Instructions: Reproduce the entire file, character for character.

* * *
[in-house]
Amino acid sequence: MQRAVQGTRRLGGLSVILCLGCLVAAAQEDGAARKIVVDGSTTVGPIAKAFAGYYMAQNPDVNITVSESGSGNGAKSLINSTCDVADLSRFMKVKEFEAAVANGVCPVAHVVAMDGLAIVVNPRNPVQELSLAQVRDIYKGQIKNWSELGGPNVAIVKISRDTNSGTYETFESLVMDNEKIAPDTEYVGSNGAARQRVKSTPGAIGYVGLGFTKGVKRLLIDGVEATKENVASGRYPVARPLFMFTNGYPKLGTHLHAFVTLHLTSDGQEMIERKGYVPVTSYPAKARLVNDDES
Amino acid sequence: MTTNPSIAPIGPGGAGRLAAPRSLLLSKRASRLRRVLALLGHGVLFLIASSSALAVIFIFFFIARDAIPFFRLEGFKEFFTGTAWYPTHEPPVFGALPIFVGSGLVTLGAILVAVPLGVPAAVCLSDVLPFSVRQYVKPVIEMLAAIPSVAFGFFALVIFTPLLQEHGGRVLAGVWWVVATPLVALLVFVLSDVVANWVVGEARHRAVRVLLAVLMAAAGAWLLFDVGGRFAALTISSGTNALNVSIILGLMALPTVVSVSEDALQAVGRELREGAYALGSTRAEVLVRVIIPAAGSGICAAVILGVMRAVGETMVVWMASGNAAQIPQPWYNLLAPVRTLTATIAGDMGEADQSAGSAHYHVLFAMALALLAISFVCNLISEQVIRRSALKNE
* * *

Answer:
[in-house]
Amino acid sequence: MQRAVQGTRRLGGLSVILCLGCLVAAAQEDGAARKIVVDGSTTVGPIAKAFAGYYMAQNPDVNITVSESGSGNGAKSLINSTCDVADLSRFMKVKEFEAAVANGVCPVAHVVAMDGLAIVVNPRNPVQELSLAQVRDIYKGQIKNWSELGGPNVAIVKISRDTNSGTYETFESLVMDNEKIAPDTEYVGSNGAARQRVKSTPGAIGYVGLGFTKGVKRLLIDGVEATKENVASGRYPVARPLFMFTNGYPKLGTHLHAFVTLHLTSDGQEMIERKGYVPVTSYPAKARLVNDDES
Amino acid sequence: MTTNPSIAPIGPGGAGRLAAPRSLLLSKRASRLRRVLALLGHGVLFLIASSSALAVIFIFFFIARDAIPFFRLEGFKEFFTGTAWYPTHEPPVFGALPIFVGSGLVTLGAILVAVPLGVPAAVCLSDVLPFSVRQYVKPVIEMLAAIPSVAFGFFALVIFTPLLQEHGGRVLAGVWWVVATPLVALLVFVLSDVVANWVVGEARHRAVRVLLAVLMAAAGAWLLFDVGGRFAALTISSGTNALNVSIILGLMALPTVVSVSEDALQAVGRELREGAYALGSTRAEVLVRVIIPAAGSGICAAVILGVMRAVGETMVVWMASGNAAQIPQPWYNLLAPVRTLTATIAGDMGEADQSAGSAHYHVLFAMALALLAISFVCNLISEQVIRRSALKNE